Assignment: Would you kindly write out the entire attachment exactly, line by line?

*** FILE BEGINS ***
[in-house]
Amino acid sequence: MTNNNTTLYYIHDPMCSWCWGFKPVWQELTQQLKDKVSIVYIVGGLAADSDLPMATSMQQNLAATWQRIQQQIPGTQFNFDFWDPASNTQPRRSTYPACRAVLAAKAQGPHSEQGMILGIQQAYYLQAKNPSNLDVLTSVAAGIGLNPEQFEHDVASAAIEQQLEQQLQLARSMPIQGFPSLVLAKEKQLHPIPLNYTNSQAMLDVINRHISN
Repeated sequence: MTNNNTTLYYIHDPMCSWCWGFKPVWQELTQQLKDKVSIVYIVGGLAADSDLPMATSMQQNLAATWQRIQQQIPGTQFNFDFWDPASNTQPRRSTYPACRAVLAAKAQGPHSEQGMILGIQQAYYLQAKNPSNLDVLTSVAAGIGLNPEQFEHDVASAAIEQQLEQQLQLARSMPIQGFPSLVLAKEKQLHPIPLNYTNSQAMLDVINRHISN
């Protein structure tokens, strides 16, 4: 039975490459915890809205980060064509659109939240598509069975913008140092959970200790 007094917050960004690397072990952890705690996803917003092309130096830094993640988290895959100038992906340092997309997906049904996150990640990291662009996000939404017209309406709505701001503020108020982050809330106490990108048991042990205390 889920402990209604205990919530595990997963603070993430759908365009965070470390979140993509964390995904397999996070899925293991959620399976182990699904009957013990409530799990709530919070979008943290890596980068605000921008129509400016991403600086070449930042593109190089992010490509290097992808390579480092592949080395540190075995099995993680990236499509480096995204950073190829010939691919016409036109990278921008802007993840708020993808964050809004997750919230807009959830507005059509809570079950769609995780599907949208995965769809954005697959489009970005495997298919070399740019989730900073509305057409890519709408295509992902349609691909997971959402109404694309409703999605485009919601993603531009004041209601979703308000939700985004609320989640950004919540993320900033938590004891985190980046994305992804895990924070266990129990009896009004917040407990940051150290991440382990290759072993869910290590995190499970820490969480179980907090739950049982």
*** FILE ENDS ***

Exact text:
[in-house]
Amino acid sequence: MTNNNTTLYYIHDPMCSWCWGFKPVWQELTQQLKDKVSIVYIVGGLAADSDLPMATSMQQNLAATWQRIQQQIPGTQFNFDFWDPASNTQPRRSTYPACRAVLAAKAQGPHSEQGMILGIQQAYYLQAKNPSNLDVLTSVAAGIGLNPEQFEHDVASAAIEQQLEQQLQLARSMPIQGFPSLVLAKEKQLHPIPLNYTNSQAMLDVINRHISN
Repeated sequence: MTNNNTTLYYIHDPMCSWCWGFKPVWQELTQQLKDKVSIVYIVGGLAADSDLPMATSMQQNLAATWQRIQQQIPGTQFNFDFWDPASNTQPRRSTYPACRAVLAAKAQGPHSEQGMILGIQQAYYLQAKNPSNLDVLTSVAAGIGLNPEQFEHDVASAAIEQQLEQQLQLARSMPIQGFPSLVLAKEKQLHPIPLNYTNSQAMLDVINRHISN
């Protein structure tokens, strides 16, 4: 039975490459915890809205980060064509659109939240598509069975913008140092959970200790 007094917050960004690397072990952890705690996803917003092309130096830094993640988290895959100038992906340092997309997906049904996150990640990291662009996000939404017209309406709505701001503020108020982050809330106490990108048991042990205390 889920402990209604205990919530595990997963603070993430759908365009965070470390979140993509964390995904397999996070899925293991959620399976182990699904009957013990409530799990709530919070979008943290890596980068605000921008129509400016991403600086070449930042593109190089992010490509290097992808390579480092592949080395540190075995099995993680990236499509480096995204950073190829010939691919016409036109990278921008802007993840708020993808964050809004997750919230807009959830507005059509809570079950769609995780599907949208995965769809954005697959489009970005495997298919070399740019989730900073509305057409890519709408295509992902349609691909997971959402109404694309409703999605485009919601993603531009004041209601979703308000939700985004609320989640950004919540993320900033938590004891985190980046994305992804895990924070266990129990009896009004917040407990940051150290991440382990290759072993869910290590995190499970820490969480179980907090739950049982």